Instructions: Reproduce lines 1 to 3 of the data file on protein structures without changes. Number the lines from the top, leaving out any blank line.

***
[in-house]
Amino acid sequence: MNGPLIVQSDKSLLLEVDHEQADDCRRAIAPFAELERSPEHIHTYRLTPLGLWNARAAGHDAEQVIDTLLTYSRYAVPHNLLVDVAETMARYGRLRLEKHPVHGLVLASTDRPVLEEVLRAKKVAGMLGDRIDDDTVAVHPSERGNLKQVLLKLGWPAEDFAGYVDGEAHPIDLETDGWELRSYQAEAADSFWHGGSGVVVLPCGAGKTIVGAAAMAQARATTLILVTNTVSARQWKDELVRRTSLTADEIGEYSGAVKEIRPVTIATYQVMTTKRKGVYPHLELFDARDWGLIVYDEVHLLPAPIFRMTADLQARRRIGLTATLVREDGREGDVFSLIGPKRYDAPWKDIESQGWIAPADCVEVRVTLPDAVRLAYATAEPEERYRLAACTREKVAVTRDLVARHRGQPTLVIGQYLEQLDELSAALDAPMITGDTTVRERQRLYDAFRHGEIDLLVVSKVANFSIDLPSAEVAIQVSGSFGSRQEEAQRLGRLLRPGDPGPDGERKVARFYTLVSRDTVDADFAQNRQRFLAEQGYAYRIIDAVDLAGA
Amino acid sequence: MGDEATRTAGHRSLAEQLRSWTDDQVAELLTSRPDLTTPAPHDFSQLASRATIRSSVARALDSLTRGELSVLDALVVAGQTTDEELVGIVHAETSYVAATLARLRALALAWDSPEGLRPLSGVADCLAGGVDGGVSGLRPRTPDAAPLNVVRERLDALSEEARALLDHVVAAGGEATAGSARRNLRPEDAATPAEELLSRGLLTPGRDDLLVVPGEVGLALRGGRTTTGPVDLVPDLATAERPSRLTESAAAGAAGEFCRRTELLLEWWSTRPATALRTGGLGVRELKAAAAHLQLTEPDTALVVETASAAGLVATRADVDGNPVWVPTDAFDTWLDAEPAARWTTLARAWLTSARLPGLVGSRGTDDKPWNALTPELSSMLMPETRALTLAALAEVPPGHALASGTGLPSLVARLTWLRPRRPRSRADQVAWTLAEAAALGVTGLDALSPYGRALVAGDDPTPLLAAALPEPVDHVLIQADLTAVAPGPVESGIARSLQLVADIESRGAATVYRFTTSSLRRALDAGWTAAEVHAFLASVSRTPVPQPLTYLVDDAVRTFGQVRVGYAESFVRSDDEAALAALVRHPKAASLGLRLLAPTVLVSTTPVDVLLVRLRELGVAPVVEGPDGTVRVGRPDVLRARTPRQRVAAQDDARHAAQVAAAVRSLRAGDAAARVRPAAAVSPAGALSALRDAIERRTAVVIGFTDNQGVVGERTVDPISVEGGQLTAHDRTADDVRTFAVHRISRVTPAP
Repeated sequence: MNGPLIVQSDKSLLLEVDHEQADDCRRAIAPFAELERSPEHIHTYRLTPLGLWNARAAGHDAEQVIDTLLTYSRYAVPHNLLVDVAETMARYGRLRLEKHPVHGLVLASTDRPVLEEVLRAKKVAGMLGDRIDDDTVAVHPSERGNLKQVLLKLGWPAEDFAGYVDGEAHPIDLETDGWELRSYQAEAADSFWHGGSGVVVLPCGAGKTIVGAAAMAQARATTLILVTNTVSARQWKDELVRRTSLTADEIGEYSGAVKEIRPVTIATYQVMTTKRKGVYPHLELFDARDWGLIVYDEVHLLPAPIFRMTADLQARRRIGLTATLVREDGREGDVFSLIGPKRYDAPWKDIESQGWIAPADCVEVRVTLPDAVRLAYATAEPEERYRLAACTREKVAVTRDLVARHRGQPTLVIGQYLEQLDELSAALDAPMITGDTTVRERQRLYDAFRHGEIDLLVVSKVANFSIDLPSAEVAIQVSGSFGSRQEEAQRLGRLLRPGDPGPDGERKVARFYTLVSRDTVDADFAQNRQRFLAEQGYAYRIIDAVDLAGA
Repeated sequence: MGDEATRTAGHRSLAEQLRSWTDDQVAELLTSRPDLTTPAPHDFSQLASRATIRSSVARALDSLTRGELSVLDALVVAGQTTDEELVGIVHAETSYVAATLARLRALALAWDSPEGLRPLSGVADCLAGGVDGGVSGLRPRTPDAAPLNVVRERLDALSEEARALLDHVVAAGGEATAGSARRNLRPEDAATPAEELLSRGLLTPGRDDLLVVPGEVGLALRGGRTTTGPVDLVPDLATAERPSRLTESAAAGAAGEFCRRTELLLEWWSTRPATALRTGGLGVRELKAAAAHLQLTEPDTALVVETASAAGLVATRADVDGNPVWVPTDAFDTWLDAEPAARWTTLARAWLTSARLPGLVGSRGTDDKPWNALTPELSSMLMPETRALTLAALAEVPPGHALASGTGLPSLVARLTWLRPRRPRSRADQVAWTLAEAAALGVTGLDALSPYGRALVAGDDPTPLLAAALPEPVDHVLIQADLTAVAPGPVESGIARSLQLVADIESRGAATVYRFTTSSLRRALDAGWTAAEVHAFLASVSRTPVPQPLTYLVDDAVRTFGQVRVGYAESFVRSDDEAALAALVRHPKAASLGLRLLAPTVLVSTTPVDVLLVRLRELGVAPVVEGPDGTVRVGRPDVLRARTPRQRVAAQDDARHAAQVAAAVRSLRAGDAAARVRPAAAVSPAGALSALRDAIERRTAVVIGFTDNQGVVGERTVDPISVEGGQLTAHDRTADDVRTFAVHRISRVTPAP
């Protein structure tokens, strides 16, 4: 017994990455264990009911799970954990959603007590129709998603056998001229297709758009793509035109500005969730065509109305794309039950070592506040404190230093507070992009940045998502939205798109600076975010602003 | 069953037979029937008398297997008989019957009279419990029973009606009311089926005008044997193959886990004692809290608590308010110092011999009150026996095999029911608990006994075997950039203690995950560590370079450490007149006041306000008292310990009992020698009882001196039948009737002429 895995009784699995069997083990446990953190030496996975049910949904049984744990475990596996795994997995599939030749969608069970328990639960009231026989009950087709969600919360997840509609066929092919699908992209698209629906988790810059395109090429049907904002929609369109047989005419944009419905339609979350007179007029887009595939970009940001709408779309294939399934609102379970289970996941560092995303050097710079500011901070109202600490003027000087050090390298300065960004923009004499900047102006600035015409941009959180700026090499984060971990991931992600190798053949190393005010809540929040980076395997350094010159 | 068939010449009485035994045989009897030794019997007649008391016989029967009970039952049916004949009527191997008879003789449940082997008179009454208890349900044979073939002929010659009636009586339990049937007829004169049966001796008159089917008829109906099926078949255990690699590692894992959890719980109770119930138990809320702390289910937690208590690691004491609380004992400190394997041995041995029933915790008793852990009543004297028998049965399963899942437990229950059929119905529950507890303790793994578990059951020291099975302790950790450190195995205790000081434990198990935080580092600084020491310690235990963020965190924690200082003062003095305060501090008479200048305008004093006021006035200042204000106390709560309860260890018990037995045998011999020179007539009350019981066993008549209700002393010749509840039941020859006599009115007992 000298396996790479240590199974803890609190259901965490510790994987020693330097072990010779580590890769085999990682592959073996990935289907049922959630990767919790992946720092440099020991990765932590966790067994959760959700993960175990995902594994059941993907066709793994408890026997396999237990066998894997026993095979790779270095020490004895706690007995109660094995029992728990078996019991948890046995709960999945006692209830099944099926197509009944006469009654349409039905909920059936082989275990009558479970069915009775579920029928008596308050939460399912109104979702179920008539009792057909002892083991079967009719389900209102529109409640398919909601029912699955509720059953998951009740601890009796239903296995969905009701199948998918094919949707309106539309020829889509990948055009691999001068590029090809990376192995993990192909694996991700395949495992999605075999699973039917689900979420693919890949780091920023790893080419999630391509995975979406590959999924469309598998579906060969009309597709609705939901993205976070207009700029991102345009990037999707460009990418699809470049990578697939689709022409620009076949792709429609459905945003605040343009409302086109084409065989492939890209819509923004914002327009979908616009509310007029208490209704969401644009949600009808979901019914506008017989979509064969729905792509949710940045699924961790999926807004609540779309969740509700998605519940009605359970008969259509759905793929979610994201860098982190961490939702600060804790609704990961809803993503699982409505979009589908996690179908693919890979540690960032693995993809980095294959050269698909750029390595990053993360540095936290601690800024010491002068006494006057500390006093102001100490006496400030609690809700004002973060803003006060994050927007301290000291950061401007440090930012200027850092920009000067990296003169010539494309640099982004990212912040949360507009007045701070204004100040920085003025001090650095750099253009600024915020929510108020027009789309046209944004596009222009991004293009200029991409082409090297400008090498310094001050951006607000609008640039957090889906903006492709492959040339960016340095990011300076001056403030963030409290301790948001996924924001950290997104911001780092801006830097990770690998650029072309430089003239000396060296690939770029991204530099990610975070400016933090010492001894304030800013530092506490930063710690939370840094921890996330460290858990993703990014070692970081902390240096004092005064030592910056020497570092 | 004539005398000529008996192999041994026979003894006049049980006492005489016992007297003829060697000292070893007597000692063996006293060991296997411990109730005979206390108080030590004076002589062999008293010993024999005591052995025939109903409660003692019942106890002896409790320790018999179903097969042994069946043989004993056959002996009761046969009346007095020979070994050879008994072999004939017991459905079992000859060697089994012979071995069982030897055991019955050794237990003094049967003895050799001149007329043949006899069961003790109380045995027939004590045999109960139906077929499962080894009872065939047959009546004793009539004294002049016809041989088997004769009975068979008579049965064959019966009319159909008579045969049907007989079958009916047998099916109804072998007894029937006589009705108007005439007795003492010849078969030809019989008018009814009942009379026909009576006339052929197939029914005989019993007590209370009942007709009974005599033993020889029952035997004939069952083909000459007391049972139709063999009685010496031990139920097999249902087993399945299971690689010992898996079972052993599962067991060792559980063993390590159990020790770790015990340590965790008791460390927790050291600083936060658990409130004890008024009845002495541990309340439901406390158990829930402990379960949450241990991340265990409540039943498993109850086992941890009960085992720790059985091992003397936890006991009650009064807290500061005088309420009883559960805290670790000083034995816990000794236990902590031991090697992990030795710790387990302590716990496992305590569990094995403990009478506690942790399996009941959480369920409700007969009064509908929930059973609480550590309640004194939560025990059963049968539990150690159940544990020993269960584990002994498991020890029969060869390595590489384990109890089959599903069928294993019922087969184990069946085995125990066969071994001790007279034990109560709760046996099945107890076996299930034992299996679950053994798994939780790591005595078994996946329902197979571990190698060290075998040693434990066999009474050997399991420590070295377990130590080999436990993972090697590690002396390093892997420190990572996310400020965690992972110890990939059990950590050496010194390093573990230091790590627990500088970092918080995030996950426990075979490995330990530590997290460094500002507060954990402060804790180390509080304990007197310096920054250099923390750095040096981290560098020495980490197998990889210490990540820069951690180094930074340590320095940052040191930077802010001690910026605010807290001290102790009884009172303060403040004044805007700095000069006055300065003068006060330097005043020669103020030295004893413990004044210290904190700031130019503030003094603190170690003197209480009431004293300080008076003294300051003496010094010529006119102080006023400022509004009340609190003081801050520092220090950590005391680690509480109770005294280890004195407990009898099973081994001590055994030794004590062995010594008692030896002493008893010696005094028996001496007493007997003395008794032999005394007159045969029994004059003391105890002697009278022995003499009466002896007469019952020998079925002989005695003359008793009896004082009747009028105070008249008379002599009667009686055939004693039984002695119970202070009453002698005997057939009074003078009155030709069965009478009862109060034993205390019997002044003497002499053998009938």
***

[in-house]
Amino acid sequence: MNGPLIVQSDKSLLLEVDHEQADDCRRAIAPFAELERSPEHIHTYRLTPLGLWNARAAGHDAEQVIDTLLTYSRYAVPHNLLVDVAETMARYGRLRLEKHPVHGLVLASTDRPVLEEVLRAKKVAGMLGDRIDDDTVAVHPSERGNLKQVLLKLGWPAEDFAGYVDGEAHPIDLETDGWELRSYQAEAADSFWHGGSGVVVLPCGAGKTIVGAAAMAQARATTLILVTNTVSARQWKDELVRRTSLTADEIGEYSGAVKEIRPVTIATYQVMTTKRKGVYPHLELFDARDWGLIVYDEVHLLPAPIFRMTADLQARRRIGLTATLVREDGREGDVFSLIGPKRYDAPWKDIESQGWIAPADCVEVRVTLPDAVRLAYATAEPEERYRLAACTREKVAVTRDLVARHRGQPTLVIGQYLEQLDELSAALDAPMITGDTTVRERQRLYDAFRHGEIDLLVVSKVANFSIDLPSAEVAIQVSGSFGSRQEEAQRLGRLLRPGDPGPDGERKVARFYTLVSRDTVDADFAQNRQRFLAEQGYAYRIIDAVDLAGA
Amino acid sequence: MGDEATRTAGHRSLAEQLRSWTDDQVAELLTSRPDLTTPAPHDFSQLASRATIRSSVARALDSLTRGELSVLDALVVAGQTTDEELVGIVHAETSYVAATLARLRALALAWDSPEGLRPLSGVADCLAGGVDGGVSGLRPRTPDAAPLNVVRERLDALSEEARALLDHVVAAGGEATAGSARRNLRPEDAATPAEELLSRGLLTPGRDDLLVVPGEVGLALRGGRTTTGPVDLVPDLATAERPSRLTESAAAGAAGEFCRRTELLLEWWSTRPATALRTGGLGVRELKAAAAHLQLTEPDTALVVETASAAGLVATRADVDGNPVWVPTDAFDTWLDAEPAARWTTLARAWLTSARLPGLVGSRGTDDKPWNALTPELSSMLMPETRALTLAALAEVPPGHALASGTGLPSLVARLTWLRPRRPRSRADQVAWTLAEAAALGVTGLDALSPYGRALVAGDDPTPLLAAALPEPVDHVLIQADLTAVAPGPVESGIARSLQLVADIESRGAATVYRFTTSSLRRALDAGWTAAEVHAFLASVSRTPVPQPLTYLVDDAVRTFGQVRVGYAESFVRSDDEAALAALVRHPKAASLGLRLLAPTVLVSTTPVDVLLVRLRELGVAPVVEGPDGTVRVGRPDVLRARTPRQRVAAQDDARHAAQVAAAVRSLRAGDAAARVRPAAAVSPAGALSALRDAIERRTAVVIGFTDNQGVVGERTVDPISVEGGQLTAHDRTADDVRTFAVHRISRVTPAP